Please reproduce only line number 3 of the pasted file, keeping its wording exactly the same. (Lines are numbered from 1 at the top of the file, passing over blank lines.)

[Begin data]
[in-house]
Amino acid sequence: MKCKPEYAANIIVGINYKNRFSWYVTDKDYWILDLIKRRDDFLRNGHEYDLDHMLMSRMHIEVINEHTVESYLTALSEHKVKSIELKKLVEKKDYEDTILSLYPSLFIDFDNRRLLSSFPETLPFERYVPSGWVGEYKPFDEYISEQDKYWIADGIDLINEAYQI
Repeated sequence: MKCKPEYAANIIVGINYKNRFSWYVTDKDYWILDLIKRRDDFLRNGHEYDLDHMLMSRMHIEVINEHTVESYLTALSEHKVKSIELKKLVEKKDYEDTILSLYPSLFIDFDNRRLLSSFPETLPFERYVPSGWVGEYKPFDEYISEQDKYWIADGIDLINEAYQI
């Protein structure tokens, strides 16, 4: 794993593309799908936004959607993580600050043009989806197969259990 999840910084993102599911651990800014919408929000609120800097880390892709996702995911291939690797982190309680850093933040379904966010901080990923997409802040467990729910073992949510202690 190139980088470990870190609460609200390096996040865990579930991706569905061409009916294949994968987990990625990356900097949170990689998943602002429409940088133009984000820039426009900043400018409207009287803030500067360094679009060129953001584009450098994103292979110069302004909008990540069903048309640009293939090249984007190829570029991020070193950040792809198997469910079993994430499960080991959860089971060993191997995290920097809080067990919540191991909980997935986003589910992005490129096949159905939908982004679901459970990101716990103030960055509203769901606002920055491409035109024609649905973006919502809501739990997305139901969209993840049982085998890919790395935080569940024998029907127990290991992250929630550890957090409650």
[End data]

Repeated sequence: MKCKPEYAANIIVGINYKNRFSWYVTDKDYWILDLIKRRDDFLRNGHEYDLDHMLMSRMHIEVINEHTVESYLTALSEHKVKSIELKKLVEKKDYEDTILSLYPSLFIDFDNRRLLSSFPETLPFERYVPSGWVGEYKPFDEYISEQDKYWIADGIDLINEAYQI